California Medical Association House of Delegates:
Support for EPA Clean Power Plan

Support for EPA Clean Power Plan

Authors:  Robert M. Gould, MD and Cindy Lee Russell, MD               

Introduced by: Robert M. Gould, MD (


Whereas the Third U.S. National Climate Assessment of 2014 stated that: “Climate change threatens human health and well-being in many ways, including impacts from increased extreme weather events, wildfire, decreased air quality, threats to mental health, and illnesses transmitted by food, water, and disease-carriers such as mosquitoes and ticks,” and concluded that climate change is not solely a threat to future health but that “climate change threatens health here and now”; [1], and

Whereas, in 2002, the California Medical Association (CMA) adopted policy strongly urging the President of the United States to take proactive steps to curb greenhouse emissions and work with other nations to address the increasing dangers of global climate change by committing to binding reduction targets for emissions; [2]; and

Whereas, in 2008 the American Medical Association (AMA) adopted policy concurring with the scientific consensus that the Earth is undergoing adverse global climate change and that anthropogenic contributions are significant, creating conditions that affect public health, with disproportionate impacts on vulnerable populations, including children, the elderly, and the poor, with the AMA supporting educating the medical community on the potential adverse public health effects of global climate change; [3], and

Whereas, on June 2, 2014, the U.S. Environmental Protection Agency (EPA) released the Clean Power Plan, the U.S.’s first-ever carbon-pollution standards for existing power plants, that aims to achieve a 30% reduction in carbon emissions from U.S. power plants below 2005 levels by 2030; [4], and

Whereas, fossil-fueled power plants are the single-largest source of anthropogenic carbon dioxide (CO2) emissions in the U.S., emitting 2.2 billion tons of CO2 in 2012; and currently accounting for 39% of total U.S. CO2 emissions; [5], and

Whereas, power plants are also the single-largest source of sulfur dioxide (71%) and mercury (53%) emissions in the U.S., and the second-largest source (17%) of nitrogen oxide, a major contributor to ground-level ozone; [6] and Whereas the proposed Clean Power Plan provides opportunities to reduce carbon pollution by making sure that existing power plants run more efficiently; by increasing low-carbon, zero-emitting renewable energy sources like wind and solar; and by increasing end-use energy efficiency; [7] and,   Whereas, reducing CO2 emissions from power plants can provide significant co-benefits to public and environmental health by related reductions in emissions of sulfur dioxide, nitrogen oxides, particulate matter and mercury, pollutants that have been associated with increases in the risk of premature death, heart attacks, severity of asthma, and other health effects; [8] and Whereas, a 2011 report examining just a small number of climate-related events indicated a conservative estimate of billions of dollars annually for premature deaths and direct health care costs; [9] and Whereas, the EPA has estimated that once fully implemented, the proposed Clean Power Plan will prevent an estimated up to 150,000 asthma attacks and 6,600 premature deaths annually [10], and that the Clean Power Plan has public health and climate benefits worth an estimated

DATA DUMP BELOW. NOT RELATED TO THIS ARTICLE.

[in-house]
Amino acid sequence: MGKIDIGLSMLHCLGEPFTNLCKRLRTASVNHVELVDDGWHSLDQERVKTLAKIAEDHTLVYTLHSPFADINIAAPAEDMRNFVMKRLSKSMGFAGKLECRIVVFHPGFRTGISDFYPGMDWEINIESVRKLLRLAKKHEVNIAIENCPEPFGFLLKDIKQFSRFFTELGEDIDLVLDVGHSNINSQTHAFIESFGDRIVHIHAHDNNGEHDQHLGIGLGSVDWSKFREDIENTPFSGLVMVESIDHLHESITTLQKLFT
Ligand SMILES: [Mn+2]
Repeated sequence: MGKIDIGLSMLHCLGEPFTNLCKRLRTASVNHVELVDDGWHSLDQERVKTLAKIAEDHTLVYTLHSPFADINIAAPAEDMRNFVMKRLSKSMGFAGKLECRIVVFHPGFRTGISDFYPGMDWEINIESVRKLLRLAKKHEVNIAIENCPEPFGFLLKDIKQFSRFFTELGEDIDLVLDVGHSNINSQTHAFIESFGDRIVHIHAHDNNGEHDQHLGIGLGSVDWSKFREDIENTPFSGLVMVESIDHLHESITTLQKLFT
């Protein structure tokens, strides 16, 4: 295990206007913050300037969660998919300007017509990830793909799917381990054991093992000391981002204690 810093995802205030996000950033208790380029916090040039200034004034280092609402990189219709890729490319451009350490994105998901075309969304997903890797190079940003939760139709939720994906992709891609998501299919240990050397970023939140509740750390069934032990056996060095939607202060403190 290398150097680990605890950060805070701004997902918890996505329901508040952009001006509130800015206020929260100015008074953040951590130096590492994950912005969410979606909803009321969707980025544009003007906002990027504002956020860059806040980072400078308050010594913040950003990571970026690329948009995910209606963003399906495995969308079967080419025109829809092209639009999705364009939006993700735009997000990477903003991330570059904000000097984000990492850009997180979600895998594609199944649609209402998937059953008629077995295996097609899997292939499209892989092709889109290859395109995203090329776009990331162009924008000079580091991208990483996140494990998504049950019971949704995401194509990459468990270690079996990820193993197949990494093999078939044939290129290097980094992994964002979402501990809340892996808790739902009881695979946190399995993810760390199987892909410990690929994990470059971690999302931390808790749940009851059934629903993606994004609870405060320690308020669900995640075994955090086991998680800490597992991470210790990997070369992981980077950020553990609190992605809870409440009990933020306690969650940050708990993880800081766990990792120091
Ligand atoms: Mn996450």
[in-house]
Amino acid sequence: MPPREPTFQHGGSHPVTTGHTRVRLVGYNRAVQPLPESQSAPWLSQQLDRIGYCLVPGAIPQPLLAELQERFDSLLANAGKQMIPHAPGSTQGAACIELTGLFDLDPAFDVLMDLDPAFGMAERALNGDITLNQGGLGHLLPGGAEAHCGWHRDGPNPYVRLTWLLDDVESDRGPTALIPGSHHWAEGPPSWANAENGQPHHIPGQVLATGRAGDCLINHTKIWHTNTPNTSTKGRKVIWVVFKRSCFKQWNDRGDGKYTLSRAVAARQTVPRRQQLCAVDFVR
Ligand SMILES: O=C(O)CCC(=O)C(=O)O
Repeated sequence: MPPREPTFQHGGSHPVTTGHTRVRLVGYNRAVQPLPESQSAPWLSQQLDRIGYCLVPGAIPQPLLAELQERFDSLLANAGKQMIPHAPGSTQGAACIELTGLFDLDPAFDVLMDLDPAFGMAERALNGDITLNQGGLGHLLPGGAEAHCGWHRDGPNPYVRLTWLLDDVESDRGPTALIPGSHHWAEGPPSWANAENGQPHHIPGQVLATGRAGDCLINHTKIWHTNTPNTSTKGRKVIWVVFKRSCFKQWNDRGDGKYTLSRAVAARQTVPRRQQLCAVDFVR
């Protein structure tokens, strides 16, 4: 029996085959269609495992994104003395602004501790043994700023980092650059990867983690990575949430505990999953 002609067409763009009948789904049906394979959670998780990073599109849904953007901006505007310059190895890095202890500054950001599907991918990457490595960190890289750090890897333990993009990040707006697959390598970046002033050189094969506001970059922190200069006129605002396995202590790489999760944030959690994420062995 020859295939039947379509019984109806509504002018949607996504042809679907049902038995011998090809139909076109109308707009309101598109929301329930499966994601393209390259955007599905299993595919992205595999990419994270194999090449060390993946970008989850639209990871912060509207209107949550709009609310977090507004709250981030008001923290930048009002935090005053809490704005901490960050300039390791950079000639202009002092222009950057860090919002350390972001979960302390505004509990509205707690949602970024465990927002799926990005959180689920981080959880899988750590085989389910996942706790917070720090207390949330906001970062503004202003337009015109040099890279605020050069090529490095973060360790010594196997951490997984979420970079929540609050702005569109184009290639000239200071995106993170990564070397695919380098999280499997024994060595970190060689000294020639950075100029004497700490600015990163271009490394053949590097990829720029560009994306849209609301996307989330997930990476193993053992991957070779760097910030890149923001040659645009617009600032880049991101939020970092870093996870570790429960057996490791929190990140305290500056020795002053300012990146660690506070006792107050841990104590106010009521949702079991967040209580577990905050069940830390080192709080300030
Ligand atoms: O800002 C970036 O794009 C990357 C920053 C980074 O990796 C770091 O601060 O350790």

$55 billion to $93 billion per year in 2030, far outweighing the costs of $7.3 billion to $8.8 billion, [11] be it RESOLVED, That CMA calls on physicians and other health professionals to provide strong support for the proposed EPA Clean Power Plan, and to support strengthening the plan to maximize public and environmental health benefits; RESOLVED, That this matter be referred for national action.


1. Melillo JM, Richmond TC, Yohe GW, Eds., 2014:  Highlights of Climate Change Impacts in the United States:  The Third National Climate Assessment.  U.S. Global Change Research Program, 148 pp. Available at: Accessed October 1, 2014

2. California Medical Association Resolution 106-02. Climate Change and Human Health. Adopted February 4, 2002.

3. American Medical Association. Global Climate Change and Human Health. Reports of the Council on Science and Public Health. 2008 Interim Meeting, pp. 279-294.

4. USEPA 2014a. Accessed: October 6, 2014.

5. USEPA 2014b. U.S. Environmental Protection Agency, National Greenhouse Gas Emissions Data, Accessed: October 6, 2014.

6. NEI 2011. National Emissions Inventory 2011. Accessed: October 6, 2014;

USEPA 2014b. U.S. Environmental Protection Agency, National Greenhouse Gas Emissions Data, Accessed: October 6, 2014.

7. From CPP Proposed Rule; Federal Register vol.79, no.117 (Wed. June 18, 2014), p.34835. Available at: Accessed: October 6, 2014.

8. Schwartz J, Buonocore J et al. Health Co-benefits of Carbon Standards for Existing Power Plants. Part 2 of the Co-Benefits of Carbon Standards Study. Harvard School of Public Health, Center for Health and the Global Environment, Syracuse University, Boston University. September 30, 2014. Available at: Accessed October 6, 2014.

9. Knowlton K, Rotkin-Ellman M, Geballe L, Max W, Solomon GM. Six climate change-related events in the United States accounted for about $14 billion in lost lives and health costs. Health Affairs (Millwood). 2011 Nov; 30(11):2167-76. doi: 10.1377/hlthaff.2011.0229. PubMed PMID: 22068410.

10. USEPA. 2014. EPA Fact Sheet: Clean Power Plan – Overview of the Clean Power Plan. Available at: Accessed October 6, 2014.

11. USEPA. 2014. EPA Fact Sheet: Clean Power Plan – By the Numbers – Cutting Carbon Pollution from Power Plants.” Available at: Accessed October 6, 2014.